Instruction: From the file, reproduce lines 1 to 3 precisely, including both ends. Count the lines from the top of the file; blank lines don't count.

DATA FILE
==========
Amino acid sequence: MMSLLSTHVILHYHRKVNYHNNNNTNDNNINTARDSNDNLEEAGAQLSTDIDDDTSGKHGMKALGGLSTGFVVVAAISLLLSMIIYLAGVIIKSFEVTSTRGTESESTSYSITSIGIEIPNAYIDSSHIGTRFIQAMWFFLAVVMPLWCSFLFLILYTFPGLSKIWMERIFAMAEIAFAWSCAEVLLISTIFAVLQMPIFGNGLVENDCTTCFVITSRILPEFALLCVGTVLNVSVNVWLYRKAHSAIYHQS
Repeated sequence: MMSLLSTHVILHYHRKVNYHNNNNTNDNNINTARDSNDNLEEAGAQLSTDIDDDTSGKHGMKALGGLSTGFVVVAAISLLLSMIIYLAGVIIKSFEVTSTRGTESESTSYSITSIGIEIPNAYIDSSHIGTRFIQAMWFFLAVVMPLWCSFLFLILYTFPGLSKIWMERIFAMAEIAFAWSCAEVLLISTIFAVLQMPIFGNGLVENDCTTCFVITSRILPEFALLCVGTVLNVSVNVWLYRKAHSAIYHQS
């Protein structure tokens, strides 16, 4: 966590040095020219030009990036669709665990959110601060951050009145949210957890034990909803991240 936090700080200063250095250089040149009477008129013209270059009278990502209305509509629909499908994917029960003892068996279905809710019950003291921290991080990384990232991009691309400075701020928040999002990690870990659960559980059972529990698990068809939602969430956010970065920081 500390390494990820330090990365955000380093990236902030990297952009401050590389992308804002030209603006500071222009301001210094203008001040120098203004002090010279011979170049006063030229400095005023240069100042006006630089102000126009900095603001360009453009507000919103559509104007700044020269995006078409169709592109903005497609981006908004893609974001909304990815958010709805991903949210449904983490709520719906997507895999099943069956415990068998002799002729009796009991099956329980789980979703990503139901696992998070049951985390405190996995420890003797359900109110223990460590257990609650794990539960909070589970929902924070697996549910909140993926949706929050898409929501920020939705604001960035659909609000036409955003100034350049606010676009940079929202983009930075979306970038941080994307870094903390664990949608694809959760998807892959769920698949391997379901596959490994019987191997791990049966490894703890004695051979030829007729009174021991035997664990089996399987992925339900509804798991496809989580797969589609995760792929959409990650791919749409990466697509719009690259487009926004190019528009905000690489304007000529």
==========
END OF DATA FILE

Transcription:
Amino acid sequence: MMSLLSTHVILHYHRKVNYHNNNNTNDNNINTARDSNDNLEEAGAQLSTDIDDDTSGKHGMKALGGLSTGFVVVAAISLLLSMIIYLAGVIIKSFEVTSTRGTESESTSYSITSIGIEIPNAYIDSSHIGTRFIQAMWFFLAVVMPLWCSFLFLILYTFPGLSKIWMERIFAMAEIAFAWSCAEVLLISTIFAVLQMPIFGNGLVENDCTTCFVITSRILPEFALLCVGTVLNVSVNVWLYRKAHSAIYHQS
Repeated sequence: MMSLLSTHVILHYHRKVNYHNNNNTNDNNINTARDSNDNLEEAGAQLSTDIDDDTSGKHGMKALGGLSTGFVVVAAISLLLSMIIYLAGVIIKSFEVTSTRGTESESTSYSITSIGIEIPNAYIDSSHIGTRFIQAMWFFLAVVMPLWCSFLFLILYTFPGLSKIWMERIFAMAEIAFAWSCAEVLLISTIFAVLQMPIFGNGLVENDCTTCFVITSRILPEFALLCVGTVLNVSVNVWLYRKAHSAIYHQS
């Protein structure tokens, strides 16, 4: 966590040095020219030009990036669709665990959110601060951050009145949210957890034990909803991240 936090700080200063250095250089040149009477008129013209270059009278990502209305509509629909499908994917029960003892068996279905809710019950003291921290991080990384990232991009691309400075701020928040999002990690870990659960559980059972529990698990068809939602969430956010970065920081 500390390494990820330090990365955000380093990236902030990297952009401050590389992308804002030209603006500071222009301001210094203008001040120098203004002090010279011979170049006063030229400095005023240069100042006006630089102000126009900095603001360009453009507000919103559509104007700044020269995006078409169709592109903005497609981006908004893609974001909304990815958010709805991903949210449904983490709520719906997507895999099943069956415990068998002799002729009796009991099956329980789980979703990503139901696992998070049951985390405190996995420890003797359900109110223990460590257990609650794990539960909070589970929902924070697996549910909140993926949706929050898409929501920020939705604001960035659909609000036409955003100034350049606010676009940079929202983009930075979306970038941080994307870094903390664990949608694809959760998807892959769920698949391997379901596959490994019987191997791990049966490894703890004695051979030829007729009174021991035997664990089996399987992925339900509804798991496809989580797969589609995760792929959409990650791919749409990466697509719009690259487009926004190019528009905000690489304007000529």